Rev. Michael P. Orsi
Catholic Priests Falsely Accused: The Facts, The Fraud, The Stories by David F. Pierre, Jr., Mattapoisett, Massachusetts: www.TheMediaReport.com
David Pierre is one of the country’s leading observers of the Catholic Church abuse narrative. In Catholic Priests Falsely Accused: The Facts, the Fraud, the Stories, he presents case studies backed by hard data which clearly demonstrates some of the injustices foisted on Catholic priests and the Church.
The Survivors Network of those Abused by Priests (SNAP) is identified by Pierre as a major culprit in advancing the destruction of innocent priests. He outlines the methods used by the group to manipulate clergy abuse charges and how they play the media. The organization, he says, provides talking points and staging tips for accusers and their attorneys at the workshops they hold at their yearly conference. SNAP’s tactics, he says, have grossly exaggerated the clergy abuse problem in the Church. He contends, that with data garnered by expert crime investigators, it is not unreasonable for an observer to deduce that “approximately one third” of all accusations against Catholic priests are entirely false or greatly exaggerated.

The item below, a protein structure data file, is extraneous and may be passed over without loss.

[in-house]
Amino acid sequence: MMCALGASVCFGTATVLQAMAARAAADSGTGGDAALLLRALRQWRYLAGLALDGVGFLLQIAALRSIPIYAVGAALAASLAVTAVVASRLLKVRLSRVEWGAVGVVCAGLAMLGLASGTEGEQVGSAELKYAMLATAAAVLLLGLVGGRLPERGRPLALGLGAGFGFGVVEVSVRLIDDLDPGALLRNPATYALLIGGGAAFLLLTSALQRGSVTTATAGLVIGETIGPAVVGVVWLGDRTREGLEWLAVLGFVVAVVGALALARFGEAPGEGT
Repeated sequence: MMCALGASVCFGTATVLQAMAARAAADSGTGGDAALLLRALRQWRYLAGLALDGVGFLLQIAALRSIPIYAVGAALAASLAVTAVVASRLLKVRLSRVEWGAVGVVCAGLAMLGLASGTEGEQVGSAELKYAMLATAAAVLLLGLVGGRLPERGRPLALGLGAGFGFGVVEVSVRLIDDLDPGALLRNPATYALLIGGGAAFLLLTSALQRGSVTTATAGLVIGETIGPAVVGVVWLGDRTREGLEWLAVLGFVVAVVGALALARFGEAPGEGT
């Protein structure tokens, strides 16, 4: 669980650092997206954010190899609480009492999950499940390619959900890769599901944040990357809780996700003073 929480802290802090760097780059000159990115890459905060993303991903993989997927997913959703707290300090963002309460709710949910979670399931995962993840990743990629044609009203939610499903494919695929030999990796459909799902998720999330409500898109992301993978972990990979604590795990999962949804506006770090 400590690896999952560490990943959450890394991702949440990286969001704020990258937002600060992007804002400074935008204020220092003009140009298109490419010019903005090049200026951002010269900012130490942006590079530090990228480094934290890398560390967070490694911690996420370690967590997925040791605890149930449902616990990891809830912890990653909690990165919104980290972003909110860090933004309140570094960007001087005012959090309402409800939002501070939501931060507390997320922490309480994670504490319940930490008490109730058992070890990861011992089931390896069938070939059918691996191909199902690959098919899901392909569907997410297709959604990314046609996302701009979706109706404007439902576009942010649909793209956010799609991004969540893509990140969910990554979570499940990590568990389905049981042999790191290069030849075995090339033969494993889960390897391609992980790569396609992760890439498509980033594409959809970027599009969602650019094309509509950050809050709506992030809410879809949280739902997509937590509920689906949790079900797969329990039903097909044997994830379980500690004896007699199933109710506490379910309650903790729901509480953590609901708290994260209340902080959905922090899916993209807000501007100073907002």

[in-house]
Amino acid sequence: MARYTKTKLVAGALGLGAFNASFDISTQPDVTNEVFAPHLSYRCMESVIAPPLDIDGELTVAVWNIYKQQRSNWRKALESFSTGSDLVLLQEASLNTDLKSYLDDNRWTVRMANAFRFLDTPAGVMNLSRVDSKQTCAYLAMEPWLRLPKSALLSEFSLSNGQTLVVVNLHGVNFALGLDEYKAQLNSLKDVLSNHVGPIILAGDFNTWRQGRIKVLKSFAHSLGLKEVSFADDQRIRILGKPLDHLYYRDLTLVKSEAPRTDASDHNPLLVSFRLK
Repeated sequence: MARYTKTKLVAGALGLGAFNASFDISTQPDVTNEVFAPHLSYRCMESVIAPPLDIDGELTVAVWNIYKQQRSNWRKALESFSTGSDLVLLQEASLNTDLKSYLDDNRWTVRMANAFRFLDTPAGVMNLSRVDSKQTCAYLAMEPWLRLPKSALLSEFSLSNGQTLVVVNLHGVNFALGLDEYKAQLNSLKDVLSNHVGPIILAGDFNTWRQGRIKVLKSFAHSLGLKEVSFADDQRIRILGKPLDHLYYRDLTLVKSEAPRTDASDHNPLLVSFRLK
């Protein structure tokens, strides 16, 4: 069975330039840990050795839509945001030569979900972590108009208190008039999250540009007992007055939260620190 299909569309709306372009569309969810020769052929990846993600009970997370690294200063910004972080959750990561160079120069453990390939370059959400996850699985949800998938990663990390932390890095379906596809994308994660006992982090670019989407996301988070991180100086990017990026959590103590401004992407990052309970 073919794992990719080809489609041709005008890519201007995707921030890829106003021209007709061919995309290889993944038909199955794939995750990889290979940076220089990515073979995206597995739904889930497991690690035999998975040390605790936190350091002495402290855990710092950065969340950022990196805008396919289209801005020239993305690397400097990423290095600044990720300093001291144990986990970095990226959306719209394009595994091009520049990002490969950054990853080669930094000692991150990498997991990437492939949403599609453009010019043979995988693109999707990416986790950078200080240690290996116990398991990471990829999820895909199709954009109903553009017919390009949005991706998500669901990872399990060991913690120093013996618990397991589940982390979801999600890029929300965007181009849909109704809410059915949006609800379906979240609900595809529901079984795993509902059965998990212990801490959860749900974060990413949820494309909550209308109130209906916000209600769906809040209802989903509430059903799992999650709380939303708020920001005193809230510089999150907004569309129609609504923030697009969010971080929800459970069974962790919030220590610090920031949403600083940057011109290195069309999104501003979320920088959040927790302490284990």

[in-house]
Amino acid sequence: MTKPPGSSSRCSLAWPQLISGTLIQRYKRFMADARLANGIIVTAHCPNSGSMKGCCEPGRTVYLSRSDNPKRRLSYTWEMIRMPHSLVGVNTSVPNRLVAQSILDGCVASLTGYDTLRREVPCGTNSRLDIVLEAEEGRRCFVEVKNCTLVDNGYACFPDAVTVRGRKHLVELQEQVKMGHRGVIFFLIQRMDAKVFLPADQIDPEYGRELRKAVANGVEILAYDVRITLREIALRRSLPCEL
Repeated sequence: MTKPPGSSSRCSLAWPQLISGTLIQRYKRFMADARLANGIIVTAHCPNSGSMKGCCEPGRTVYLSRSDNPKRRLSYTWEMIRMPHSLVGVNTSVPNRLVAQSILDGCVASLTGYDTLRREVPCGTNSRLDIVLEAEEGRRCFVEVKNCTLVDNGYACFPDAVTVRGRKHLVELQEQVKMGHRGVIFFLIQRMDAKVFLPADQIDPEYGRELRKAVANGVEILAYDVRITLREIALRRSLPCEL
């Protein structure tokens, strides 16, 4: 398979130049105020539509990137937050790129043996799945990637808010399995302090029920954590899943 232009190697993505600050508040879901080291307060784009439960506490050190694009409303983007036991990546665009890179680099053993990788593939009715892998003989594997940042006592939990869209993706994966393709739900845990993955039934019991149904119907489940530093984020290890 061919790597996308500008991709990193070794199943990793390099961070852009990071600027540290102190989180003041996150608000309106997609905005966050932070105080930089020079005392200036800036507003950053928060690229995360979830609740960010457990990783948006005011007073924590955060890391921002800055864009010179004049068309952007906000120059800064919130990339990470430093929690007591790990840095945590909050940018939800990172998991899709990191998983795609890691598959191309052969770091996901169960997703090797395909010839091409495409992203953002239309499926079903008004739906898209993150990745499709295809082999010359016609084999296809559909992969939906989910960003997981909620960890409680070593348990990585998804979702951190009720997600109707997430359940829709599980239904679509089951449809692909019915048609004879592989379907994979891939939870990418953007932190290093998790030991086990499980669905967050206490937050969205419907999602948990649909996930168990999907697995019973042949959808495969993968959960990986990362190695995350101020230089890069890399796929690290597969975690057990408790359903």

It is important for Church officials to challenge and, if need be, litigate every accusation. The results of these investigations should be publicized. And, if the allegations prove to be false, the name of the accuser, if an adult, should be made public. Not to do so lets the lies live on and continue to undermine the Body of Christ. “According to a sworn declaration submitted to the Los Angeles County Superior Court in November of 2010,” Pierre writes, “attorney Donald Steier claimed, ‘One retired F.B.I. agent who worked with me to investigate many claims in the Clergy Cases told me, in his opinion, about ONE-Half of the claims made in the Clergy Cases were either entirely false